What is Epilepsy?: An Overview Image

Epilepsy is a neurological disorder that originates in the brain characterized by seizures. Neurons are nerve cells that process and send information via electrochemical signals in the brain. In an individual with epilepsy, these neurons produce irregular signals that can provoke seizures and other abnormal effects on emotions and behavior.

Who Is Affected by Epilepsy?

Epilepsy is one of the most common serious brain disorders. According to the World Health Organization (WHO), in 2009, approximately 50 million people around the globe suffered from epilepsy. The condition can develop at any stage of life, but is more likely to develop during childhood or senior years. Although people of all races and ethnicities are affected, the WHO found that 90 percent of all reported cases of epilepsy are found in developing regions.

According to the Epilepsy Foundation of America®, the risk that any given person will develop epilepsy is about 1 percent. Certain groups, however, are at a greater risk for developing the disorder than the general population. The probability of developing epilepsy is:

  • 10 percent for individuals who suffer from Alzheimer’s disease
  • 13 percent for children with cerebral palsy
  • 22 percent for individuals who have suffered from a stroke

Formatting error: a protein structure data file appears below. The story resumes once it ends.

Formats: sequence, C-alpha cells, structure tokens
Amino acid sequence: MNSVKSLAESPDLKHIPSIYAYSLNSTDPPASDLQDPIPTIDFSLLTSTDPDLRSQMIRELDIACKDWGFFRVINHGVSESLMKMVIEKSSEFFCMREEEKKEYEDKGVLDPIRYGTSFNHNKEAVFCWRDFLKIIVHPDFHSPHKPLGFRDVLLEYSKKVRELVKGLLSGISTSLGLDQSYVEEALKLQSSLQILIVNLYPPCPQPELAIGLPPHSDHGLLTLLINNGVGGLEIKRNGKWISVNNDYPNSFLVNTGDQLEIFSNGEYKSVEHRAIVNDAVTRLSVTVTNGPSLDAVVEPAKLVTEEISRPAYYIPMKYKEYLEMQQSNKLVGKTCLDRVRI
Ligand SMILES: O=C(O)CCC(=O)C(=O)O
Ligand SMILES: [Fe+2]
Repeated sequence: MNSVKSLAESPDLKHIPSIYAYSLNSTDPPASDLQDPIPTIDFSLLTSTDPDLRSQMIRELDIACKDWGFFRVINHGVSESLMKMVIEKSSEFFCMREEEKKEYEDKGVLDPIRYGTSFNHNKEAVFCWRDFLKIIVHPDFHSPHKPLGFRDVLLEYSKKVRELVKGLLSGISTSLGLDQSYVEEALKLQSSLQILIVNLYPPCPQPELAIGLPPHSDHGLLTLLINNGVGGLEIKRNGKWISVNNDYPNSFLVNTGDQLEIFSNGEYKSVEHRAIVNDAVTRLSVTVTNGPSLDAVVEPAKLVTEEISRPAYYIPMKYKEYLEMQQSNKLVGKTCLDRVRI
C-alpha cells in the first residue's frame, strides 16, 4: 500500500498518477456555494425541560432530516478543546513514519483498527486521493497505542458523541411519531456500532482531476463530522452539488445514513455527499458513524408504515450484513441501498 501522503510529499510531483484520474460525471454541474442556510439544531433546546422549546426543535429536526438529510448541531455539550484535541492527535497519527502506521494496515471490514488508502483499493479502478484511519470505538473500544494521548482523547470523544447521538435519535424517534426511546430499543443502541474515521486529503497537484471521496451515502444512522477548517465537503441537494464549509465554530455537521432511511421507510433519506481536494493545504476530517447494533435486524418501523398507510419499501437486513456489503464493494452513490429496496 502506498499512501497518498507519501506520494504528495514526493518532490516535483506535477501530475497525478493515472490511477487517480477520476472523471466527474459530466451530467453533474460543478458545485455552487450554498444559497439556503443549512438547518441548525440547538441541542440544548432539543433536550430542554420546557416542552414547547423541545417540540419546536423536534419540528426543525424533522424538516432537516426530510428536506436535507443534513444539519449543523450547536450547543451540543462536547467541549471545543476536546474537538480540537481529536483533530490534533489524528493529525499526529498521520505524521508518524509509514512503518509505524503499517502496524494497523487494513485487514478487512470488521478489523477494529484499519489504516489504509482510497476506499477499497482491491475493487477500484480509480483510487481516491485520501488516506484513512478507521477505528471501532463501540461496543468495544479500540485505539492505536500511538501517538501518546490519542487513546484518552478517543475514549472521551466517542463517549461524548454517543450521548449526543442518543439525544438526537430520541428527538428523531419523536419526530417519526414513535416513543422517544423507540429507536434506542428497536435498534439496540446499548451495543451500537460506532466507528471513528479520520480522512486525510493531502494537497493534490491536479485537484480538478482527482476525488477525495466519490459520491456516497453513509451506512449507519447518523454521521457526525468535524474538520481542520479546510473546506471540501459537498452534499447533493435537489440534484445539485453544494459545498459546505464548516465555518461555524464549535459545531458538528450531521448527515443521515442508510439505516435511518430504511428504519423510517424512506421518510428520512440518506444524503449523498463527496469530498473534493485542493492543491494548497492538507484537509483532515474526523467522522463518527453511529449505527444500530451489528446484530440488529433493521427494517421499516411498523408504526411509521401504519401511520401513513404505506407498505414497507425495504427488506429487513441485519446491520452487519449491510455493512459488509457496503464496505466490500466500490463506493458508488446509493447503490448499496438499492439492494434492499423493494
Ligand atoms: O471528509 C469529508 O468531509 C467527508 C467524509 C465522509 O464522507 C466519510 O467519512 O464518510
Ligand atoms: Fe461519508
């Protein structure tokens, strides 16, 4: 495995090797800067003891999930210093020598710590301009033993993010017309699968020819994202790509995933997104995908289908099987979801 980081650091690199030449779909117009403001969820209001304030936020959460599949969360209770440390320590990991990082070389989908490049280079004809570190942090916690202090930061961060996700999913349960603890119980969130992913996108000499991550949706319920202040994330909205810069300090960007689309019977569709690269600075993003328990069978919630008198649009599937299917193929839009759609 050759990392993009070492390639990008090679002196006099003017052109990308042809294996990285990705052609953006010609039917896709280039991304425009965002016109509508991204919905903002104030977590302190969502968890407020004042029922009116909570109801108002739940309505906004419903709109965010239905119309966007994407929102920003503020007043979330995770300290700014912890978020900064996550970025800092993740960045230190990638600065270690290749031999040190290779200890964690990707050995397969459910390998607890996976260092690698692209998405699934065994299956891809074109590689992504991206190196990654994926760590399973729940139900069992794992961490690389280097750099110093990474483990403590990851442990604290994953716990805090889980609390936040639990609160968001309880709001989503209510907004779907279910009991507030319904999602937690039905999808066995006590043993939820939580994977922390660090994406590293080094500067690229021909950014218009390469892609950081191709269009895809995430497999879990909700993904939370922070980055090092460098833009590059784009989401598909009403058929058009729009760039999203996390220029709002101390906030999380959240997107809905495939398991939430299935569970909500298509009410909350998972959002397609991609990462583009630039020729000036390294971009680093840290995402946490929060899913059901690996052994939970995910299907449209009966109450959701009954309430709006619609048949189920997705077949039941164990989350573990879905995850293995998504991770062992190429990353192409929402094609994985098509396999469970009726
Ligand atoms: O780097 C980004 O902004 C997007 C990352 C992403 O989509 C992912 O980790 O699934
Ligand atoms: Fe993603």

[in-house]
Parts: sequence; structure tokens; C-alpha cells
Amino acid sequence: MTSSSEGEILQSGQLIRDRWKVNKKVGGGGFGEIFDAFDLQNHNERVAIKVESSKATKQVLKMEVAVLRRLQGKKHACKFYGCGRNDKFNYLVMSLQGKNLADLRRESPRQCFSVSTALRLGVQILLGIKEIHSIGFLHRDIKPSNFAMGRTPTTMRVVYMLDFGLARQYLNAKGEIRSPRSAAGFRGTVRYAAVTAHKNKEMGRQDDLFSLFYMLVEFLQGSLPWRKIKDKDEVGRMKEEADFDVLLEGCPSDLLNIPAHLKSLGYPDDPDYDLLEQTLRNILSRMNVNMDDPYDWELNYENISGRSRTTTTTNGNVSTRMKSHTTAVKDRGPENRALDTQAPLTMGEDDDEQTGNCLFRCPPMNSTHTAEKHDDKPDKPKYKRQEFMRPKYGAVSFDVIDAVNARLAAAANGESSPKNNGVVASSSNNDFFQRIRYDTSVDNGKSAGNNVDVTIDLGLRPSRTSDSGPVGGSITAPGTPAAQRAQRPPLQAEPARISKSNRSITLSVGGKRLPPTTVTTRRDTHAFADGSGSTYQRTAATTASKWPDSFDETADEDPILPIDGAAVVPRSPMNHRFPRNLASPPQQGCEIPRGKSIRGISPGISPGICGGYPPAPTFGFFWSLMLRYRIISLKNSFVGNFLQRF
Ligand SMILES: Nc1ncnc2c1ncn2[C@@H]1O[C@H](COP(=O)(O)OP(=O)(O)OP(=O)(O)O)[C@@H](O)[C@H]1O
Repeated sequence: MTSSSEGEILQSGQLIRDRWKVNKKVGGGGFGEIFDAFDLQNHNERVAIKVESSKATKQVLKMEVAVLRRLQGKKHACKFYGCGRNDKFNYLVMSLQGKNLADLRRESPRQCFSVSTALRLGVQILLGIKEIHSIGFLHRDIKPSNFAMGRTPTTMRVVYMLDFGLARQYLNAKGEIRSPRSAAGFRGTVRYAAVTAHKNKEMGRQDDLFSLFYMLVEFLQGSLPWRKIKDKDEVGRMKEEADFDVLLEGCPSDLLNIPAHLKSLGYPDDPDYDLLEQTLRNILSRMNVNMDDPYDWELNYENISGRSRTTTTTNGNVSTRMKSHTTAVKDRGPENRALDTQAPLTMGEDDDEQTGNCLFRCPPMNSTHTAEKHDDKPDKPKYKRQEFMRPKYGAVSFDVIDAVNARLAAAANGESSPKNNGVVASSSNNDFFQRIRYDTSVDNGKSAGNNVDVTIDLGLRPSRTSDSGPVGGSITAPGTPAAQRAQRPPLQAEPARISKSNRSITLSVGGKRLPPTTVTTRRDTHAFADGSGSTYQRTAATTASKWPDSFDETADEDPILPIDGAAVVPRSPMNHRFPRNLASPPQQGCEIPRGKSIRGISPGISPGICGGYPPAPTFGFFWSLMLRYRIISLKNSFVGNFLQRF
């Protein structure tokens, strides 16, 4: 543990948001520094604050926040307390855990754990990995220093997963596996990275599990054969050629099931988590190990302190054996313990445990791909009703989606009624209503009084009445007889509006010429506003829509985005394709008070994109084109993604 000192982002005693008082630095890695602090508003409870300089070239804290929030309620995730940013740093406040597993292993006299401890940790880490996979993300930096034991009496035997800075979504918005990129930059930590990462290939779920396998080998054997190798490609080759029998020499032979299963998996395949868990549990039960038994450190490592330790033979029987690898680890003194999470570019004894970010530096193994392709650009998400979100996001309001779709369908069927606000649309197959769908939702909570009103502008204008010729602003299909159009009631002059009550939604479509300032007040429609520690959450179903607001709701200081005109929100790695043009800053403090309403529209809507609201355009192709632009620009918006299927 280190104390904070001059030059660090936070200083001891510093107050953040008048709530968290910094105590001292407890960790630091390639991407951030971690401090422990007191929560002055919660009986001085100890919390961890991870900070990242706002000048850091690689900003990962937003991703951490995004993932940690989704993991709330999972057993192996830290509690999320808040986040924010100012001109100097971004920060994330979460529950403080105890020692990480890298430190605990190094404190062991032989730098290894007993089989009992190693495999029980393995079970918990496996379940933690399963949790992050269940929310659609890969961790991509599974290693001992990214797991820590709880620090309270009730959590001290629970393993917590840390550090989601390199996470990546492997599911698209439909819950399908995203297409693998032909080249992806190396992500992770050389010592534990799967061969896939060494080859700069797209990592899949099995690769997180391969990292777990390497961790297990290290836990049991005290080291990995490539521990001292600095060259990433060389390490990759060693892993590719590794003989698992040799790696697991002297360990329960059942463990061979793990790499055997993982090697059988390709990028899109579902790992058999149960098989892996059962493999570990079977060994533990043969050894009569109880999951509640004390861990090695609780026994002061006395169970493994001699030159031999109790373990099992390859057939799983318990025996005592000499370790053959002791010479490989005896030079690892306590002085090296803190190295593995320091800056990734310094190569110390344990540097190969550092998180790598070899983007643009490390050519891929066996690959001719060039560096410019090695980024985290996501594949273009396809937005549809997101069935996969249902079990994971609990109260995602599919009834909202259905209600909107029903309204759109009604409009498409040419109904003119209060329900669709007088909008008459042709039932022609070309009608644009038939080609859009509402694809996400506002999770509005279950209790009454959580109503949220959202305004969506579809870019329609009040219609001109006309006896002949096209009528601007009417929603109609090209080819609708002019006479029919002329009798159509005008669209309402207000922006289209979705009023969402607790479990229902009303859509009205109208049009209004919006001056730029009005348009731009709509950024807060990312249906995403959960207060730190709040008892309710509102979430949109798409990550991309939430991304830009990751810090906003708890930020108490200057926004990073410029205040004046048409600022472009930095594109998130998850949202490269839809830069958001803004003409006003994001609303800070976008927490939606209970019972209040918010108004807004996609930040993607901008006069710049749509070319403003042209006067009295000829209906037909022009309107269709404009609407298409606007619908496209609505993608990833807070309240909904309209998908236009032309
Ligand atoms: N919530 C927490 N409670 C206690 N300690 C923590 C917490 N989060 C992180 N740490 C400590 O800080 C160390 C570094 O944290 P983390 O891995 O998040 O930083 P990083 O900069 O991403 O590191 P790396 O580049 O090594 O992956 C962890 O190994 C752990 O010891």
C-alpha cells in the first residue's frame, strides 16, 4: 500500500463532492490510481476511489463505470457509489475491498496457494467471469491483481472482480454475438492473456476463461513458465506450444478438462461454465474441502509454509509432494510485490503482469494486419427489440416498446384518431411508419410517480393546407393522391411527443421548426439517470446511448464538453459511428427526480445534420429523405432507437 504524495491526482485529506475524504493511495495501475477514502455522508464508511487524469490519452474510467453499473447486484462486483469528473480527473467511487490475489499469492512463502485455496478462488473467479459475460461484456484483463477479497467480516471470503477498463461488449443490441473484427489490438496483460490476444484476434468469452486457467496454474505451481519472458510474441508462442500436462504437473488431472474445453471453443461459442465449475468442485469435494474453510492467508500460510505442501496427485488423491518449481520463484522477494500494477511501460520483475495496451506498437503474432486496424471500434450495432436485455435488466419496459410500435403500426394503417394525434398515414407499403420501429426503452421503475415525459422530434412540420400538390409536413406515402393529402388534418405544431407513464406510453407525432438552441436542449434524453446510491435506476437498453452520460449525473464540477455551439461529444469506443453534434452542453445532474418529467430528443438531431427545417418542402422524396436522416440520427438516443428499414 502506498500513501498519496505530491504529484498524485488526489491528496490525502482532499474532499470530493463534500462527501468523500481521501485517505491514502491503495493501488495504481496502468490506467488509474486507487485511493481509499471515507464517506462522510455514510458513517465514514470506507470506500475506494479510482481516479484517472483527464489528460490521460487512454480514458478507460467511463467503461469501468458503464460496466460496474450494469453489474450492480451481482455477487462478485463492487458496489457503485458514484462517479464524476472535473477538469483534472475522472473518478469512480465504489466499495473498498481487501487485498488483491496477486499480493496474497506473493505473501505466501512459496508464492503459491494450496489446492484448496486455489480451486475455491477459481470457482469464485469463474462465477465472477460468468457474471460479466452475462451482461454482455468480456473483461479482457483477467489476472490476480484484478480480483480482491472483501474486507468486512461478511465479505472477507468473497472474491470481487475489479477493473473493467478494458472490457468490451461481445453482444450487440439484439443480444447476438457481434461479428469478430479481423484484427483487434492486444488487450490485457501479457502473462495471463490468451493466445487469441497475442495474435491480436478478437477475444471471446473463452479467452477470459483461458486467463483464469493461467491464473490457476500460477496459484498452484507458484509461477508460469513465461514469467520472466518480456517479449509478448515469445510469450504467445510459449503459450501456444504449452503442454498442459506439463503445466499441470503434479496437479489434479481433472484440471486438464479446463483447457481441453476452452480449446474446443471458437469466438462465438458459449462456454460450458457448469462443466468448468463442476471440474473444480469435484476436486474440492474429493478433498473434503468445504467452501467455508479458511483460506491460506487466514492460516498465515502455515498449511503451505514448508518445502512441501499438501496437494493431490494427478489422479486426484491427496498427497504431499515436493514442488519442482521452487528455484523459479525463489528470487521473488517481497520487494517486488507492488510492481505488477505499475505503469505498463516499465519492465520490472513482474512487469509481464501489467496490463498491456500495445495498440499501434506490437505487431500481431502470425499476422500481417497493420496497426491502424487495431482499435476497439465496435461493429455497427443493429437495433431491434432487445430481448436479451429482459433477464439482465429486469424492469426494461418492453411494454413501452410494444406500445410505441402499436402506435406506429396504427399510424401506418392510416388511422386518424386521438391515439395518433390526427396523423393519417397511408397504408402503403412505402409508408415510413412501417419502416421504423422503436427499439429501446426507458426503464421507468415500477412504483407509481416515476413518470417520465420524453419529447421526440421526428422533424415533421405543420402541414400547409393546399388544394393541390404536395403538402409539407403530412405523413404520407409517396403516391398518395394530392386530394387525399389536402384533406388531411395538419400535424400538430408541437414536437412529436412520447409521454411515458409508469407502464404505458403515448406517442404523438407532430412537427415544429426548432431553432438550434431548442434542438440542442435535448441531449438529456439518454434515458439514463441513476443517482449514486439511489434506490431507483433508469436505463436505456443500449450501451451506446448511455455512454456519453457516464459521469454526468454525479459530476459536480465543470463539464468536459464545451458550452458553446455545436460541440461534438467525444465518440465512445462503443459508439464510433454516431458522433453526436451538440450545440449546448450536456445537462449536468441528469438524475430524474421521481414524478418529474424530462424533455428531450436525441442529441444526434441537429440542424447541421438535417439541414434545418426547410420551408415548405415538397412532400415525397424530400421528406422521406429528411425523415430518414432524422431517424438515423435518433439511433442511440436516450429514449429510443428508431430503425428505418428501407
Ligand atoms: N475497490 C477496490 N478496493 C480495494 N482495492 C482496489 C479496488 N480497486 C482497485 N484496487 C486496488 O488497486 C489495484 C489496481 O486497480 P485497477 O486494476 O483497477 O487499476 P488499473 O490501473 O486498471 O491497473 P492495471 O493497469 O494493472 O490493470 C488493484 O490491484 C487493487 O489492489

• 25.8 percent for children with mental retardation
  • 33 percent for individuals who have had one unprovoked seizure
  • 50 percent for children with both mental retardation and cerebral palsy.

Causes of Epilepsy

For approximately half the individuals who have epilepsy, the cause of the disorder is unknown. In other cases, the cause is more obvious. A brain injury, for example, may interfere with normal neurological activity. Other causal factors may include:

  • Degenerative diseases (i.e. dementia)
  • Developmental disorders (i.e. autism)
  • Heredity
  • Serious and/or chronic illness (i.e. AIDS).

Epilepsy Seizures

Seizures occur when the brain’s neurological activity is abnormal or excessive. Seizures can last just a few seconds or up to several minutes.

Not all seizures are alike. Some of the most common symptoms of seizures include:

  • Blank staring
  • Confusion
  • Loss of consciousness
  • Quick, jerking movements.

While epilepsy seizures are called “unprovoked” seizures, there are actually a number of circumstances that may trigger the onset of a seizure. Some of these include:

  • Anxiety
  • Failure to take prescribed epilepsy medication
  • Fatigue
  • Flickering lights
  • Illness
  • Inadequate nutrition
  • Overheating